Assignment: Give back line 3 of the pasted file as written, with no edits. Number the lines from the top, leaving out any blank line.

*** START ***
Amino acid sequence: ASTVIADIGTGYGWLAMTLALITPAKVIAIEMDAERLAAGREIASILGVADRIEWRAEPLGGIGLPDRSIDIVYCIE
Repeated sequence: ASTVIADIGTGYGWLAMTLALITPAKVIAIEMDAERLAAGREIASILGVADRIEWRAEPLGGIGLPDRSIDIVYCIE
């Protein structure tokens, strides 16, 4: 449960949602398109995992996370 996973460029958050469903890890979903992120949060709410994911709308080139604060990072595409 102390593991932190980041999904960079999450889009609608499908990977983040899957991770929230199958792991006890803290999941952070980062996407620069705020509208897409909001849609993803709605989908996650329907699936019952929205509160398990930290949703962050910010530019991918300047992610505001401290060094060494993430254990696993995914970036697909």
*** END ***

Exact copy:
């Protein structure tokens, strides 16, 4: 449960949602398109995992996370 996973460029958050469903890890979903992120949060709410994911709308080139604060990072595409 102390593991932190980041999904960079999450889009609608499908990977983040899957991770929230199958792991006890803290999941952070980062996407620069705020509208897409909001849609993803709605989908996650329907699936019952929205509160398990930290949703962050910010530019991918300047992610505001401290060094060494993430254990696993995914970036697909």